City Planner Leslie Creane said in this second round of outreach, the city will get more into the details with home and business owners about what could be in their future, in terms of making the city more resilient to sea level rise.

“We're doing this at a time before it's a crisis,” Creane said.

Flooding in Groton After Superstorm Sandy

Creane and Patrick said they know going in, probably not everyone will be happy with the plans that eventually emerge.

On the one hand, it could mean better maintenance of drainage systems, more wetland and dune preservation, even building bridges to keep certain neighborhoods from getting cut off during coastal storm and rain events.

On the flip side it could also mean some property owners may not be allowed to rebuild in certain areas if sea level rise has their homes or businesses in near-constant jeopardy, and there may not be a bridge built to keep them from getting cut off.

“How do we look at the areas that either could be flooded out or isolated by flooding? And look to protect them? Or make the decision that maybe they don't get protected…Those are going to be some very hard conversations to have with the public and with the people who bring us the science of it. Better to have those conversations now and have a serious understanding of what it would take, and then make some community generated and database decisions on what the best way to handle it is,” Creane said.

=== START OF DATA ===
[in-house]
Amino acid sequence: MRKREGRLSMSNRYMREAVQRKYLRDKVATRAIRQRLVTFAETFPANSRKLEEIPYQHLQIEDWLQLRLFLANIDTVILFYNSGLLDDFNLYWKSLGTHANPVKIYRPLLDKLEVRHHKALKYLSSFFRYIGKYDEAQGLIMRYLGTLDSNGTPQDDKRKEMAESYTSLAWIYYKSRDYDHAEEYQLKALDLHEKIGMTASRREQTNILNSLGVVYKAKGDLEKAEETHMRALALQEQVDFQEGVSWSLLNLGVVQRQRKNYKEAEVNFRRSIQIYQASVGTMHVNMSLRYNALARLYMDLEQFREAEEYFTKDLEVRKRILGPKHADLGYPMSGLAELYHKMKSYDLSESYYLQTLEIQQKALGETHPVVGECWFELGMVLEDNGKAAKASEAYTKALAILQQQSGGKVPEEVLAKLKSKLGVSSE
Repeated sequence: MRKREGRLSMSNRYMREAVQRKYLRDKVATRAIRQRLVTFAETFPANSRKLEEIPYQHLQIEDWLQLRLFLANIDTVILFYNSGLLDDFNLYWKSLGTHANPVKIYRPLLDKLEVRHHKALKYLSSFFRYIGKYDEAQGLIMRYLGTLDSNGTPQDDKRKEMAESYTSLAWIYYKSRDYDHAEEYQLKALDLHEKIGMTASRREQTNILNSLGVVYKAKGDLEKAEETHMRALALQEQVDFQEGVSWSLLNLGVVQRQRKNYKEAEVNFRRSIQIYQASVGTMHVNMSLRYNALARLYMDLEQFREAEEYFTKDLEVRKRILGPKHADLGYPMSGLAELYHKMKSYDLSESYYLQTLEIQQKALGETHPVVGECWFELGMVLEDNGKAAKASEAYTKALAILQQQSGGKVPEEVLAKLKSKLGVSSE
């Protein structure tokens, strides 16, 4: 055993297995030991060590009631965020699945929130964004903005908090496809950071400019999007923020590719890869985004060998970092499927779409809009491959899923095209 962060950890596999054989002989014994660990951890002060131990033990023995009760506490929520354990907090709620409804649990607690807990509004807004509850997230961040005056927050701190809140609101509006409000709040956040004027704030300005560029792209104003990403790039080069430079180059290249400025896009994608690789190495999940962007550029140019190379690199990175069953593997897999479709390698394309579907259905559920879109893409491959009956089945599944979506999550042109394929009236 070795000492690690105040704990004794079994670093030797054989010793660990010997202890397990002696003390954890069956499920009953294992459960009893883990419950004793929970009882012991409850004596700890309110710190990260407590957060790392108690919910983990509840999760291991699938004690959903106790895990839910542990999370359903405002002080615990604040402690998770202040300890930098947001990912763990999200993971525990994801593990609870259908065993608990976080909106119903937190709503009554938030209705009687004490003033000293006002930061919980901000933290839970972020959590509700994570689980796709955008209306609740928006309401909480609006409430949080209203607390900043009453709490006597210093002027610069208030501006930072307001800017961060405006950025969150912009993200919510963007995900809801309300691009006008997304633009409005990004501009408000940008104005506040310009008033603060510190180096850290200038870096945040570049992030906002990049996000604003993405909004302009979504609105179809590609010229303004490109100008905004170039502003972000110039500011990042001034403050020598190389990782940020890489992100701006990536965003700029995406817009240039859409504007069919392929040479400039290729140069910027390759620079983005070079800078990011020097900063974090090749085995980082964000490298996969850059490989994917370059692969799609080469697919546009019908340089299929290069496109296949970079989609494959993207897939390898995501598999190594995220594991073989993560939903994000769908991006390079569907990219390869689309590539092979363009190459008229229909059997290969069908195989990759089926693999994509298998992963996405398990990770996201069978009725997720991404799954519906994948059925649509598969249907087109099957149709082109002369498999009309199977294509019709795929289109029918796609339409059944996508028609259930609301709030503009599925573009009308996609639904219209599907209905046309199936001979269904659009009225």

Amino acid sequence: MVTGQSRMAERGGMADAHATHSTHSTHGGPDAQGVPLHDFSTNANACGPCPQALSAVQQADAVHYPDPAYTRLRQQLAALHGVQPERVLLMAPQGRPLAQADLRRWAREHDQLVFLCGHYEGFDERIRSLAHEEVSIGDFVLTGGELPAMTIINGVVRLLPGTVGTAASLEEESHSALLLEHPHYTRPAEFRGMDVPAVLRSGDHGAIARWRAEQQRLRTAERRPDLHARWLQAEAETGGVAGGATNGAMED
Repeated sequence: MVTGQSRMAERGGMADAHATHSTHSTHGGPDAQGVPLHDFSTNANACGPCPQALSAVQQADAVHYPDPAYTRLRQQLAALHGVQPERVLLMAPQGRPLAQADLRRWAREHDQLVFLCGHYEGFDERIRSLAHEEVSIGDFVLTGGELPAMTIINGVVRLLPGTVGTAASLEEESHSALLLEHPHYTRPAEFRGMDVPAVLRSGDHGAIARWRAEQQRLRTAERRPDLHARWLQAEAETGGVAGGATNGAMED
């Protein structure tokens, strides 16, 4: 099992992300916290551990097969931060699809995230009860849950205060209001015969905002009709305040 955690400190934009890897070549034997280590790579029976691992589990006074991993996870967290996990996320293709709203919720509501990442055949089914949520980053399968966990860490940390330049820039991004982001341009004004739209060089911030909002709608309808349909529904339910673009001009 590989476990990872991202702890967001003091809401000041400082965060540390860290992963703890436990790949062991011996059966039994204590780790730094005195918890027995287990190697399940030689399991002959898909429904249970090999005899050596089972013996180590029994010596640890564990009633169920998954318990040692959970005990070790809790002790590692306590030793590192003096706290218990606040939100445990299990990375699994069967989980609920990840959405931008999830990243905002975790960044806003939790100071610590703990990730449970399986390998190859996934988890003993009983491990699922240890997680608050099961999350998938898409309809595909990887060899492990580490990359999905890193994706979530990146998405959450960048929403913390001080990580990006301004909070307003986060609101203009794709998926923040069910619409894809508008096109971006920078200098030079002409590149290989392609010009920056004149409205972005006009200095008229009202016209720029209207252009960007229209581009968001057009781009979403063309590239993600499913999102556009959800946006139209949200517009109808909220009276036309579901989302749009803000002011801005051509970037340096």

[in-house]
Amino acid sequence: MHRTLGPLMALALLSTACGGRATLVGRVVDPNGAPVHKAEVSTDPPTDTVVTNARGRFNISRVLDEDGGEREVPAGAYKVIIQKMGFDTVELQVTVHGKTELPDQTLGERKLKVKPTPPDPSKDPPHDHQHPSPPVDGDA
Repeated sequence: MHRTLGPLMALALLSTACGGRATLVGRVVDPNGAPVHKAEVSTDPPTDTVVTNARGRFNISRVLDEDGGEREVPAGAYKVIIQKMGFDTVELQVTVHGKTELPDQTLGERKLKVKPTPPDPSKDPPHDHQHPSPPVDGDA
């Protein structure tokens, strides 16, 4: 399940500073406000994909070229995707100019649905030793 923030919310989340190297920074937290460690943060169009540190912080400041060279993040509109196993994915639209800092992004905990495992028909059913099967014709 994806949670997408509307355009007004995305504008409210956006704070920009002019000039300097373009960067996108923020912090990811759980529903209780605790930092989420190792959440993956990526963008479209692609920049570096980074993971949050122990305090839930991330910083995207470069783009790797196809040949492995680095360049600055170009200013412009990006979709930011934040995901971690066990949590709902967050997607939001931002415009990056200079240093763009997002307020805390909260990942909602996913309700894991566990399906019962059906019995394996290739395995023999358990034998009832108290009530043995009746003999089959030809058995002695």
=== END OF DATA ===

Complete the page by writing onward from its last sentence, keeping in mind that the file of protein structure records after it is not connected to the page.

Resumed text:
Creane emphasized these “…are very tough calls and they haven't been made.” She added these decisions will be determined by the whole community, not a small set of city leaders.

Ebbin said the City of Groton has taken the right first steps and must keep up the momentum. “It is incremental. I think the key thing is to get it in the planning…I think people do kinda know what's coming next.”

This has not all been about just the City of Groton. Connecticut has a total of 24 shoreline communities contending with the same issues.

“There's only so much you can do to hold back the force of water, one of the strongest forces on earth” Creane said.